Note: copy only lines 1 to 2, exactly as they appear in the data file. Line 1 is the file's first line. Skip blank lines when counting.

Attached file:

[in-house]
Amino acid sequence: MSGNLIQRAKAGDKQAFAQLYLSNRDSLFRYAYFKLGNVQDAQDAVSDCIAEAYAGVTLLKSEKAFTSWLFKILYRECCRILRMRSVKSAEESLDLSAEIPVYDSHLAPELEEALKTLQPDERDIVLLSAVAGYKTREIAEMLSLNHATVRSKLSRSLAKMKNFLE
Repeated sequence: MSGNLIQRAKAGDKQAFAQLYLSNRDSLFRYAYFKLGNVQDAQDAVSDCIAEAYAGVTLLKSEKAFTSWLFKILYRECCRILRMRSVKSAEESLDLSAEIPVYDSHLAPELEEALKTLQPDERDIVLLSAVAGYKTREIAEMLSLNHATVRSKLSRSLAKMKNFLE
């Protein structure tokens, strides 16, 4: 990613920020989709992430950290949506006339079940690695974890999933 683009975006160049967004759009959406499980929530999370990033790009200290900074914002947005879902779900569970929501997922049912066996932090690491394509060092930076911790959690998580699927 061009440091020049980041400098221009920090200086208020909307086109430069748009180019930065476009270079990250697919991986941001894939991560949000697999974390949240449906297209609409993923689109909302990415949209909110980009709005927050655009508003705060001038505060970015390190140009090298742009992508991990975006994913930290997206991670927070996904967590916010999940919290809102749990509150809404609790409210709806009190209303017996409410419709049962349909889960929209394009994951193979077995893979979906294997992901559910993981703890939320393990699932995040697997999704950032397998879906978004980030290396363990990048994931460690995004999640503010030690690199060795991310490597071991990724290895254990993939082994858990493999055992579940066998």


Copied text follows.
[in-house]
Amino acid sequence: MSGNLIQRAKAGDKQAFAQLYLSNRDSLFRYAYFKLGNVQDAQDAVSDCIAEAYAGVTLLKSEKAFTSWLFKILYRECCRILRMRSVKSAEESLDLSAEIPVYDSHLAPELEEALKTLQPDERDIVLLSAVAGYKTREIAEMLSLNHATVRSKLSRSLAKMKNFLE